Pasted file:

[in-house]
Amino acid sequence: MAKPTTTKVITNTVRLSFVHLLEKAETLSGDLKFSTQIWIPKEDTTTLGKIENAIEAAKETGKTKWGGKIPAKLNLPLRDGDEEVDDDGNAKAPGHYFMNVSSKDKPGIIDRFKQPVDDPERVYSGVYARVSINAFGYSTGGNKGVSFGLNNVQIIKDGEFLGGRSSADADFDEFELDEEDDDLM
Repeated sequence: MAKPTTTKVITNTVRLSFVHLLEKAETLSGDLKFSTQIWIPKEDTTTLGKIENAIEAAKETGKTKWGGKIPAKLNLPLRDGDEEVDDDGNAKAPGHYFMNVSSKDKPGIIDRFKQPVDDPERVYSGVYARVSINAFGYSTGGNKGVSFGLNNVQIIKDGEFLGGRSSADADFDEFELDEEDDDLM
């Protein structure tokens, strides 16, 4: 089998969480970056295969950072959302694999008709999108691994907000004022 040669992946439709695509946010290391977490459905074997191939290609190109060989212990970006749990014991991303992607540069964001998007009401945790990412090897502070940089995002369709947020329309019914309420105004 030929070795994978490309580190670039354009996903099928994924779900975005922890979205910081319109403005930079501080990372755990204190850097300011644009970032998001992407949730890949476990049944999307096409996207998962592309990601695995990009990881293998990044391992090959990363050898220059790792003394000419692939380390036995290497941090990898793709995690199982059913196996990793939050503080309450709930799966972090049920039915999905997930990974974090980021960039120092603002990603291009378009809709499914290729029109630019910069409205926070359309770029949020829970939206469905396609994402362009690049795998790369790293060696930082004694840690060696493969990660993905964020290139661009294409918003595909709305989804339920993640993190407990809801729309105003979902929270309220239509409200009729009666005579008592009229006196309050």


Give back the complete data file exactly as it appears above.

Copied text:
[in-house]
Amino acid sequence: MAKPTTTKVITNTVRLSFVHLLEKAETLSGDLKFSTQIWIPKEDTTTLGKIENAIEAAKETGKTKWGGKIPAKLNLPLRDGDEEVDDDGNAKAPGHYFMNVSSKDKPGIIDRFKQPVDDPERVYSGVYARVSINAFGYSTGGNKGVSFGLNNVQIIKDGEFLGGRSSADADFDEFELDEEDDDLM
Repeated sequence: MAKPTTTKVITNTVRLSFVHLLEKAETLSGDLKFSTQIWIPKEDTTTLGKIENAIEAAKETGKTKWGGKIPAKLNLPLRDGDEEVDDDGNAKAPGHYFMNVSSKDKPGIIDRFKQPVDDPERVYSGVYARVSINAFGYSTGGNKGVSFGLNNVQIIKDGEFLGGRSSADADFDEFELDEEDDDLM
């Protein structure tokens, strides 16, 4: 089998969480970056295969950072959302694999008709999108691994907000004022 040669992946439709695509946010290391977490459905074997191939290609190109060989212990970006749990014991991303992607540069964001998007009401945790990412090897502070940089995002369709947020329309019914309420105004 030929070795994978490309580190670039354009996903099928994924779900975005922890979205910081319109403005930079501080990372755990204190850097300011644009970032998001992407949730890949476990049944999307096409996207998962592309990601695995990009990881293998990044391992090959990363050898220059790792003394000419692939380390036995290497941090990898793709995690199982059913196996990793939050503080309450709930799966972090049920039915999905997930990974974090980021960039120092603002990603291009378009809709499914290729029109630019910069409205926070359309770029949020829970939206469905396609994402362009690049795998790369790293060696930082004694840690060696493969990660993905964020290139661009294409918003595909709305989804339920993640993190407990809801729309105003979902929270309220239509409200009729009666005579008592009229006196309050």